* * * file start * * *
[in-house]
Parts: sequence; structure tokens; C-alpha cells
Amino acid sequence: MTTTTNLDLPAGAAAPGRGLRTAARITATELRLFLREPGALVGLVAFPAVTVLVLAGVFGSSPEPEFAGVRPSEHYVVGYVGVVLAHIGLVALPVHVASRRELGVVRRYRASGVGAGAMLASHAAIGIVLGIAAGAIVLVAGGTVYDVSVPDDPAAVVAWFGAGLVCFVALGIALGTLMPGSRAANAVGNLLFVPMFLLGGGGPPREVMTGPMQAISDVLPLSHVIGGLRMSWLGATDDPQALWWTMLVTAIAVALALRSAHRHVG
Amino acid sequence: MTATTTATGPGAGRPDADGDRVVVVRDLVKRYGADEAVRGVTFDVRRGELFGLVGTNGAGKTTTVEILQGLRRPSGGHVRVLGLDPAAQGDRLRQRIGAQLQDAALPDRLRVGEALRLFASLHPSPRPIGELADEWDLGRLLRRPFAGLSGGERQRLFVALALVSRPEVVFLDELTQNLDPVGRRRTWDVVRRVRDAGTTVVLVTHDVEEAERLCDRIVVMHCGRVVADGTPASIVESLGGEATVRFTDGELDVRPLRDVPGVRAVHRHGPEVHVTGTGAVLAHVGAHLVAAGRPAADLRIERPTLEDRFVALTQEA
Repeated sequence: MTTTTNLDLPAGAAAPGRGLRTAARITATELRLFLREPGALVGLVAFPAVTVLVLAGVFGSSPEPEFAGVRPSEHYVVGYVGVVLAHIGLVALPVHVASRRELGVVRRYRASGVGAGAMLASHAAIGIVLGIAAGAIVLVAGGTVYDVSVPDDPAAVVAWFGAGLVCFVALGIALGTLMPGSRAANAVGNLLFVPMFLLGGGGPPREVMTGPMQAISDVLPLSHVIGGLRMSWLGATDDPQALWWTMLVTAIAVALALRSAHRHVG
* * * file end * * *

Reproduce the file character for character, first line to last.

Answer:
[in-house]
Parts: sequence; structure tokens; C-alpha cells
Amino acid sequence: MTTTTNLDLPAGAAAPGRGLRTAARITATELRLFLREPGALVGLVAFPAVTVLVLAGVFGSSPEPEFAGVRPSEHYVVGYVGVVLAHIGLVALPVHVASRRELGVVRRYRASGVGAGAMLASHAAIGIVLGIAAGAIVLVAGGTVYDVSVPDDPAAVVAWFGAGLVCFVALGIALGTLMPGSRAANAVGNLLFVPMFLLGGGGPPREVMTGPMQAISDVLPLSHVIGGLRMSWLGATDDPQALWWTMLVTAIAVALALRSAHRHVG
Amino acid sequence: MTATTTATGPGAGRPDADGDRVVVVRDLVKRYGADEAVRGVTFDVRRGELFGLVGTNGAGKTTTVEILQGLRRPSGGHVRVLGLDPAAQGDRLRQRIGAQLQDAALPDRLRVGEALRLFASLHPSPRPIGELADEWDLGRLLRRPFAGLSGGERQRLFVALALVSRPEVVFLDELTQNLDPVGRRRTWDVVRRVRDAGTTVVLVTHDVEEAERLCDRIVVMHCGRVVADGTPASIVESLGGEATVRFTDGELDVRPLRDVPGVRAVHRHGPEVHVTGTGAVLAHVGAHLVAAGRPAADLRIERPTLEDRFVALTQEA
Repeated sequence: MTTTTNLDLPAGAAAPGRGLRTAARITATELRLFLREPGALVGLVAFPAVTVLVLAGVFGSSPEPEFAGVRPSEHYVVGYVGVVLAHIGLVALPVHVASRRELGVVRRYRASGVGAGAMLASHAAIGIVLGIAAGAIVLVAGGTVYDVSVPDDPAAVVAWFGAGLVCFVALGIALGTLMPGSRAANAVGNLLFVPMFLLGGGGPPREVMTGPMQAISDVLPLSHVIGGLRMSWLGATDDPQALWWTMLVTAIAVALALRSAHRHVG